Last edited by Volrajas
Sunday, May 17, 2020 | History

1 edition of Citizenship in Cold War America found in the catalog.

Citizenship in Cold War America

Andrea Friedman

Citizenship in Cold War America

the national security state and the possibilities of dissent

by Andrea Friedman

  • 315 Want to read
  • 8 Currently reading

Published .
Written in English

    Subjects:
  • Politics and government,
  • Political culture,
  • Cold War,
  • National security,
  • Citizenship,
  • Internal security,
  • Social conditions,
  • Dissenters,
  • History

  • About the Edition

    Publisher"s description: In the wake of 9/11, many Americans have deplored the dangers to liberty posed by a growing surveillance state. In this book, Andrea Friedman moves beyond the standard security/liberty dichotomy, weaving together often forgotten episodes of early Cold War history to reveal how the obsession with national security enabled dissent and fostered new imaginings of democracy. Friedman traverses immigration law and loyalty boards, popular culture and theoretical treatises, U.S. courtrooms and Puerto Rican jails, to demonstrate how Cold War repression made visible in new ways the unevenness and limitations of American citizenship. Highlighting the ways that race and gender shaped critiques and defenses of the national security regime, she offers new insight into the contradictions of Cold War political culture.

    Edition Notes

    Includes bibliographical references and index.

    StatementAndrea Friedman
    SeriesCulture, politics, and the cold war, Culture, politics, and the cold war
    Classifications
    LC ClassificationsJK1759 .F85 2014
    The Physical Object
    Paginationxii, 274 pages
    Number of Pages274
    ID Numbers
    Open LibraryOL27172359M
    ISBN 101625340680, 1625340672
    ISBN 109781625340689, 9781625340672
    LC Control Number2014011263
    OCLC/WorldCa867765710

    “Deghettoizing Chinatown: Race and Space in Postwar America,” in Race and Retail, eds. Mia Bay and Ann Fabian (Rutgers University Press, ). “‘America’s Chinese’: Anti-Communism, Citizenship, and Cultural Diplomacy during the Cold War,” Pacific Historical Rev no. 3 (August ): Impossible Subjects: Illegal Aliens and the Making of Modern America, is a Frederick Jackson Turner Award-winning book by historian Mae M. Ngai published by Princeton University Press in Author: Mae M. Ngai.

      During the Cold War we believed that American Imperialists and their aggressive block NATO, supported by their Zionist sidekicks and Maoist chauvinists were incessantly plotting the ways of attacking the USSR—like the Nazi Germany did in The. Abstract: The Cold War was about the rise and the solidification of US power. But it was also about more than that. It was about the defeat of Soviet-style Communism and the victory, in Europe, of a form of democratic consensus that had become institutionalized through the European Union. In China it meant a political and social revolution carried out by the Chinese .

    Sell Reading America: Citizenship, Democracy, and Cold War Literature (Studies in Print Culture and the History of the Book) - ISBN - Ship for free! - Bookbyte. Haitian Cold War Refugees Approximately years later, there were more Haitian-Americans in waiting. The Duvaliers’ oppressive rule of Haiti was the cause of refugeeism for thousands of Haitians from the ’s through the ’s.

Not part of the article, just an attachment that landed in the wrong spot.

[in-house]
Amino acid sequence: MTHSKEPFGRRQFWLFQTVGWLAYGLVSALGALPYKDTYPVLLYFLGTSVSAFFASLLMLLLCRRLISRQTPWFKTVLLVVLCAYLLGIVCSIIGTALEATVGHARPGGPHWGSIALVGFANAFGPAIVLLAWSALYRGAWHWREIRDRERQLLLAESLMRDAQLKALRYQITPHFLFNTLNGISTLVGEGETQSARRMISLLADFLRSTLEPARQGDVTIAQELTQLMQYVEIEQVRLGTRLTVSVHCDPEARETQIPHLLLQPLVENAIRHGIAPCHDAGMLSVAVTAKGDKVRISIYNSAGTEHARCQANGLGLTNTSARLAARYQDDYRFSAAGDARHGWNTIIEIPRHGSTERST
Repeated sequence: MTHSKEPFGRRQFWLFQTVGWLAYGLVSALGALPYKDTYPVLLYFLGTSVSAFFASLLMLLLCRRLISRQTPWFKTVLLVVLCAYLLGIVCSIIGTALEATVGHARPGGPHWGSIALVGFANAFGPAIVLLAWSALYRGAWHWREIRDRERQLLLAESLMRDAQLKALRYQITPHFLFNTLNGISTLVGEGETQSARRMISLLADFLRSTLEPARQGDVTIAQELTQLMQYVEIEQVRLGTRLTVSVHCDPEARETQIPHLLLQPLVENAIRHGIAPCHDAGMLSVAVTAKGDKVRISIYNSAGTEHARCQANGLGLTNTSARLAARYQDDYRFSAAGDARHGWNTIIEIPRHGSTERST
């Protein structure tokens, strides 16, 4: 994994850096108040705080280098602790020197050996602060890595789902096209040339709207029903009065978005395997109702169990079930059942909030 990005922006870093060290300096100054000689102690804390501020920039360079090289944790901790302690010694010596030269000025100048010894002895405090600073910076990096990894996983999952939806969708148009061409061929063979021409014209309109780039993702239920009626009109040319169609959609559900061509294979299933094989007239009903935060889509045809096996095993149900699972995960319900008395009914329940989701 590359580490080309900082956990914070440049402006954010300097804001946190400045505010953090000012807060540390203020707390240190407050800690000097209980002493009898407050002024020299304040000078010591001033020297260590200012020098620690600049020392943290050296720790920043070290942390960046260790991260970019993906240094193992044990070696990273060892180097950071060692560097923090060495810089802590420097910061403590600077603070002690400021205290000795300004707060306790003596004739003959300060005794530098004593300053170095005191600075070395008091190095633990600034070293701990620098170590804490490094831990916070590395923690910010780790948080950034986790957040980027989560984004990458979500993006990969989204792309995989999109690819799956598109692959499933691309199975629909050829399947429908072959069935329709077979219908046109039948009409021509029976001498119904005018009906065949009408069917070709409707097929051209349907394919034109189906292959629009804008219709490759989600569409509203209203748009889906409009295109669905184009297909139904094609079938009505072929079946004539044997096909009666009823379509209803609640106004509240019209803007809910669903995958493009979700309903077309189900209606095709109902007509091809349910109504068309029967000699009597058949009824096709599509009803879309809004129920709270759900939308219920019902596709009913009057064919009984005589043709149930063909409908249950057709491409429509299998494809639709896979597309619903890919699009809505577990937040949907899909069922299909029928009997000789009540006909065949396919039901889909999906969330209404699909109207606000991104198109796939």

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Citizenship in Cold War America by Andrea Friedman Download PDF EPUB FB2

"This book is highly recommended for both general and specialized readers and should be on eery reading list relating to civil liberties and contemporary American politics."—Peace & Change: A Journal of Peace Research "Citizenship in Cold War America offers new evidence that the alleged Cold War consensus was more wishful thinking than fact.

"Citizenship in Cold War America offers new evidence that the alleged Cold War consensus was more wishful thinking than fact Friedman's work makes an indisputably valuable contribution to discussions about 'repression' and' consensus' in the postwar domestic Cold War."―Register of the Kentucky Historical SocietyCited by: 4.

In the wake of 9/11, many Americans have deplored the dangers to liberty posed by a growing surveillance state.

In this book, Andrea Friedman moves beyond the standard security/liberty dichotomy, weaving together often forgotten episodes of early Cold War history to reveal how the obsession with national security enabled dissent and fostered new imaginings of democracy.

Citizenship in Cold War America. Book Description: In the wake of 9/11, many Americans have deplored the dangers to liberty posed by a growing surveillance state. In this book, Andrea Friedman moves beyond the standard security/liberty dichotomy, weaving together often forgotten episodes of early Cold War history to reveal how the obsession.

Book Description: During the Cold War, the editor of Time magazine declared, "A good citizen is a good reader." As postwar euphoria faded, a wide variety of Americans turned to reading to understand their place in the changing world.

Reading America: Citizenship, Democracy, and Cold War Literature (Studies in Print Culture and the History of the Book) [Matthews, Kristin] on *FREE* shipping on qualifying offers.